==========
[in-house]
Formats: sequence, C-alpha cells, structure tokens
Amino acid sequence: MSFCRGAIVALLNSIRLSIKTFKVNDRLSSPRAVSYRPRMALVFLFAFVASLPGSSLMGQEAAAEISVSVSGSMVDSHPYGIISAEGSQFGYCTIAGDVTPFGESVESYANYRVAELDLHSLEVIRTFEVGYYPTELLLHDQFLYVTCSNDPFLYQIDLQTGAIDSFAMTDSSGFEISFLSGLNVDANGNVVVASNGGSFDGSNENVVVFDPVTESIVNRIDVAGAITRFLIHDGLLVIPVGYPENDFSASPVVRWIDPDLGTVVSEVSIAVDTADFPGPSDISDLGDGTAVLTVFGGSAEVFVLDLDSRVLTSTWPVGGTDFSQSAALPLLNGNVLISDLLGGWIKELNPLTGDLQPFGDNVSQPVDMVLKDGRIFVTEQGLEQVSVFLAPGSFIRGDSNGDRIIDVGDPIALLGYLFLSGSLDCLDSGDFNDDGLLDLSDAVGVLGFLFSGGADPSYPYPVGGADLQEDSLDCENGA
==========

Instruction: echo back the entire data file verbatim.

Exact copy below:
[in-house]
Formats: sequence, C-alpha cells, structure tokens
Amino acid sequence: MSFCRGAIVALLNSIRLSIKTFKVNDRLSSPRAVSYRPRMALVFLFAFVASLPGSSLMGQEAAAEISVSVSGSMVDSHPYGIISAEGSQFGYCTIAGDVTPFGESVESYANYRVAELDLHSLEVIRTFEVGYYPTELLLHDQFLYVTCSNDPFLYQIDLQTGAIDSFAMTDSSGFEISFLSGLNVDANGNVVVASNGGSFDGSNENVVVFDPVTESIVNRIDVAGAITRFLIHDGLLVIPVGYPENDFSASPVVRWIDPDLGTVVSEVSIAVDTADFPGPSDISDLGDGTAVLTVFGGSAEVFVLDLDSRVLTSTWPVGGTDFSQSAALPLLNGNVLISDLLGGWIKELNPLTGDLQPFGDNVSQPVDMVLKDGRIFVTEQGLEQVSVFLAPGSFIRGDSNGDRIIDVGDPIALLGYLFLSGSLDCLDSGDFNDDGLLDLSDAVGVLGFLFSGGADPSYPYPVGGADLQEDSLDCENGA